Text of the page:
As Spoonies, I know we can all appreciate the energy and sometimes struggle required to things normies make look so effortless. Well, it took two days and ALL my spoons but I did it! I’m officially moved into a new barrier free apartment. The move wasn’t that horrendous or that bad in all reality. All I did was move from an upstairs apartment to a downstairs apartment within the same building. I really lucked out, unlike the people who have had to move further to be in an accessible home.




This whole move/pushing for an accessible apartment started over the summer as I started having more and more problems with my balance and going up the stairs was becoming increasingly hard for me to do. I kept bugging my landlord telling him I needed an apartment in a building where I did not have to use any stairs. Finally in March of this year I found out the barrier free unit in my building was empty. I went to the manager of the complex and requested a move. The fact that I was requesting a barrier free unit meant I had to do a lot of paperwork and have my doctor fill out papers stating that said I would benefit from a barrier free unit. She even went so far as to write me a script for a walker. The walker has helped me so much and helped me to feel so much more stable on my feet! She also wrote for me to get a hospital bed which has helped with my headaches because I can sleep at an angle that helps my shunt to work better at night.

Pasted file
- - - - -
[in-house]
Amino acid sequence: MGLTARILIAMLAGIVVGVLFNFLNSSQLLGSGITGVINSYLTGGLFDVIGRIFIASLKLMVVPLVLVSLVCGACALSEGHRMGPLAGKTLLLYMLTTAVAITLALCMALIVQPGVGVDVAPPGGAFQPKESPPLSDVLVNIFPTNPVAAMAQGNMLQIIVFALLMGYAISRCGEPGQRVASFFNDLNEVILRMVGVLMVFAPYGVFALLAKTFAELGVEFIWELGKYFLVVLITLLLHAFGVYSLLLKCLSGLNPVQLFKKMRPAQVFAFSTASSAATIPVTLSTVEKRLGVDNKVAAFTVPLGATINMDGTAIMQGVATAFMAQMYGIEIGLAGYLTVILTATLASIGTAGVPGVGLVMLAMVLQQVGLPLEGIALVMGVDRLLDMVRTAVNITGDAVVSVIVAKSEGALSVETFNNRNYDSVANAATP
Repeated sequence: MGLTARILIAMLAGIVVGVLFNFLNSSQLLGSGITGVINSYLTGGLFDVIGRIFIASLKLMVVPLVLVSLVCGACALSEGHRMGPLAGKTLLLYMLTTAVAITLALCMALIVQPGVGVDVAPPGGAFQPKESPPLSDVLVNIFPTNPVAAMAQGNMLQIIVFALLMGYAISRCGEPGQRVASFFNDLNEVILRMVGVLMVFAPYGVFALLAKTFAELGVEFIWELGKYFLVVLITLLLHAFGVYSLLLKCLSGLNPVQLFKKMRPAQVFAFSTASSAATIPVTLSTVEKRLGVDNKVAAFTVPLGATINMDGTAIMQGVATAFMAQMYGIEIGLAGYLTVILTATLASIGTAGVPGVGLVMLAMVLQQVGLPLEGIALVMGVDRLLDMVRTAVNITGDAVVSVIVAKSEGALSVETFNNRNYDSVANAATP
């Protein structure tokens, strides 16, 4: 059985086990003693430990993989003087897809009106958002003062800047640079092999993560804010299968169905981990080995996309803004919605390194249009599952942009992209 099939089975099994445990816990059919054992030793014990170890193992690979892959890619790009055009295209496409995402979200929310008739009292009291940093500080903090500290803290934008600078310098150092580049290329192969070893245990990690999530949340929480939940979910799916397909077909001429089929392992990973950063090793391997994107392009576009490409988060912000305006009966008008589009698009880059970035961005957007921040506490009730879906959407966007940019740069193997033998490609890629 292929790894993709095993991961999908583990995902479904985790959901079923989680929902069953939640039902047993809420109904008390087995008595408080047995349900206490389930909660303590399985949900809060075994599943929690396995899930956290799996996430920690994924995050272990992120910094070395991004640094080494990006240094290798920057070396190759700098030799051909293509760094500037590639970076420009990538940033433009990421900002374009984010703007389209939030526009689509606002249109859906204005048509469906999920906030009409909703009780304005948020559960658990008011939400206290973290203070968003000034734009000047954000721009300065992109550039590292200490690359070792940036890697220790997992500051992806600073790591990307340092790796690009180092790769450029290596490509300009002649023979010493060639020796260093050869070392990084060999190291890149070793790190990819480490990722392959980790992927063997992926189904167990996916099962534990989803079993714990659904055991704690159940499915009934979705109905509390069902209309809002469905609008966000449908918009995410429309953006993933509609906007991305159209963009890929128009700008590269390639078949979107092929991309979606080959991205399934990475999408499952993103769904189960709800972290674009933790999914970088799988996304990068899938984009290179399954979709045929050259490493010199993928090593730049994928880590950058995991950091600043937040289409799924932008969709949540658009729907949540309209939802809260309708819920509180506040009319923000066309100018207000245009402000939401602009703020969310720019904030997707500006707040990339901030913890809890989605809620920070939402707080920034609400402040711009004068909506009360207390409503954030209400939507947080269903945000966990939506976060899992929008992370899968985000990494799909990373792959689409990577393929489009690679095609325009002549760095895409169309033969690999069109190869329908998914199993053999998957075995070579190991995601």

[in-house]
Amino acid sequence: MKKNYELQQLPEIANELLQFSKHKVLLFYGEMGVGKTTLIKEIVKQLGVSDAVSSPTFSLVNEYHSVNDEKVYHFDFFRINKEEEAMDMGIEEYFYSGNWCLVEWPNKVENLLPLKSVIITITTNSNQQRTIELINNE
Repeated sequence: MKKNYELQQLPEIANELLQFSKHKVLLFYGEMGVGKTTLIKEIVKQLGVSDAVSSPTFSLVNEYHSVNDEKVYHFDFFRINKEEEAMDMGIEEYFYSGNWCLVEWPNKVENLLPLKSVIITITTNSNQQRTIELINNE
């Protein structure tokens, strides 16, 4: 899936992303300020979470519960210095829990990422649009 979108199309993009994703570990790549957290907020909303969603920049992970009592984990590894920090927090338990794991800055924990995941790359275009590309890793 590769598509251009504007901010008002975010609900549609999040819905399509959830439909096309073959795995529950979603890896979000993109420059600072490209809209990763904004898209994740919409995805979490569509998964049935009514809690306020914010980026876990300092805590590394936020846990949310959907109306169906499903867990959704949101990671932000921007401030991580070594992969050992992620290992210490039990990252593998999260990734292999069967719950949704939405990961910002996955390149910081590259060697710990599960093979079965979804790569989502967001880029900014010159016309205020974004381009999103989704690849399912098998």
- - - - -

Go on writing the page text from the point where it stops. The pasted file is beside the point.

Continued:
The move

Finally a month after I turned in all the paperwork I finally hear back! My landlords manager approved my “transfer” to the barrier free unit. I was over joyed; finally, my struggle with the evil stairs was coming to an end. I enlisted the help of a couple from my Church to help me; my dad told me he could help me the next day. So, I asked the husband if he could be available on that day and he could.